Mercredi 28 novembre - SUSTAINED CLIMATE DATA RECORD GENERATION AT EUMETSAT
de 11:00 à 13:00
|Où ?||Salle Coriolis|
Jörg Schulz (European Organisation for the Exploitation of Meteorological Satellites, Darmstadt, Germany)
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European Organisation for the Exploitation of Meteorological Satellites, Darmstadt, Germany
Titre : SUSTAINED CLIMATE DATA RECORD GENERATION AT EUMETSAT
Climate change is one of the greatest challenges facing mankind in the
twenty-first century. Observations from space provide unique information
of the climate system, so it is evident, that the future of the global
climate observing system depends critically upon a major satellite
component. This has also been recognised by the UNFCCC and its
An improved understanding of the Earth System – of its weather, climate, oceans, land, geology, natural resources, ecosystems, and natural and human-induced hazards – is essential if we want to better predict and mitigate against the expected global changes and the impacts on human civilisation. Data collected by, and information created from, Earth observations constitute critical inputs in the development of this understanding – providing evidence for informed decision-making, supporting the science which underpins strategies for global environmental governance, and for monitoring our progress on all geographical scales – as we explore new development paths aimed at sustainable management of the Earth.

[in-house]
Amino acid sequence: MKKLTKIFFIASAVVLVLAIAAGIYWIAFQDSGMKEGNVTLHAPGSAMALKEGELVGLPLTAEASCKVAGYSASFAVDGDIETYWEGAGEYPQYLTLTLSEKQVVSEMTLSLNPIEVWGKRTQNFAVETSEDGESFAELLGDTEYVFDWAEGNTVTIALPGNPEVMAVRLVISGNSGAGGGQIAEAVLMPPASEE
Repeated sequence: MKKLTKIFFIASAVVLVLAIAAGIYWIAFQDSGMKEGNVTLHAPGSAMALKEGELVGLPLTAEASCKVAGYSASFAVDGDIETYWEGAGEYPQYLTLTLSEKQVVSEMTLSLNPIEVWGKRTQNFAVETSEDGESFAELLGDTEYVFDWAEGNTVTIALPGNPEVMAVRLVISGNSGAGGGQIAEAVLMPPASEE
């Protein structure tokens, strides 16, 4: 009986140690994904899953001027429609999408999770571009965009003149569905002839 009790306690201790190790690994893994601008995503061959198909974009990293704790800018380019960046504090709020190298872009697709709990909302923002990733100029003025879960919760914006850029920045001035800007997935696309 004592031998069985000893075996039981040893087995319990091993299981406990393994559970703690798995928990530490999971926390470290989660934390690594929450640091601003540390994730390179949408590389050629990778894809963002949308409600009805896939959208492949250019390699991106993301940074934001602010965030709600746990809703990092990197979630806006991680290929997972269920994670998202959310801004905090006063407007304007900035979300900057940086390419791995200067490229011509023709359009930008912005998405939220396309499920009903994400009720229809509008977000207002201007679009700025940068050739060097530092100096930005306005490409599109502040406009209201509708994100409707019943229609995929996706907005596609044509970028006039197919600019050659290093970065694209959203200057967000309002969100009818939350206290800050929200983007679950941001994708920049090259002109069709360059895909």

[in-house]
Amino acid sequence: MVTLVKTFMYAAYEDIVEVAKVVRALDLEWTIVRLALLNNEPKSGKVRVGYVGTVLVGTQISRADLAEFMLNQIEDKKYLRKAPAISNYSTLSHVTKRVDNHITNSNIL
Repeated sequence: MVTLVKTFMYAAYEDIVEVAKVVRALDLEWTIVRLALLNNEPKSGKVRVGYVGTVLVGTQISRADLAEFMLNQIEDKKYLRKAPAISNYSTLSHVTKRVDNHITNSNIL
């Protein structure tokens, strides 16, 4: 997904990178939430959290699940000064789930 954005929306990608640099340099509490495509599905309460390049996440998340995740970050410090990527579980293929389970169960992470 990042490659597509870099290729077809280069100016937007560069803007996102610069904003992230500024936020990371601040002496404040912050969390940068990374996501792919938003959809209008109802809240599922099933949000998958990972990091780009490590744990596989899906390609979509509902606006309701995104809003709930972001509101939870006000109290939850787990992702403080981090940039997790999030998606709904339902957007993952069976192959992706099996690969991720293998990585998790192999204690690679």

Satellite operators are responsible for the development and operations of the satellites and its sensors, and the processing of satellite data, from which satellite products can be generated in an operational mode (e.g. Near Real Time processing of data supporting weather forecast applications). These kinds of data can well support environmental monitoring applications, however, it is recognised, that higher level applications, e.g., climate variability and change analysis requires well calibrated observations and long-term homogeneity of long time series of data. Satellite data of such kind are referred to as Climate Data Records (CDR) and are generated through careful recalibration and reprocessing activities. Such activities have been considered by the EUMETSAT member states as the main focus of EUMETSAT’s activities in support to Climate Monitoring.
This presentation provides an overview of EUMETSAT’s activities in CDR generation. It gives examples of currently produced CDRs for the use in climate analysis and Numerical Weather Prediction (NWP) model based reanalysis. At the core of the activities are the long existing data records of the EUMETSAT Meteosat and Eumetsat Polar System program satellites. In particular the usage of the Meteosat data presents a challenge because the instruments were originally not designed to be used for climate monitoring. Thus, the homogenisation of the time series is a critical activity. The presentation also gives an overview how international collaboration is organised and how this lead to improved Climate Data Records.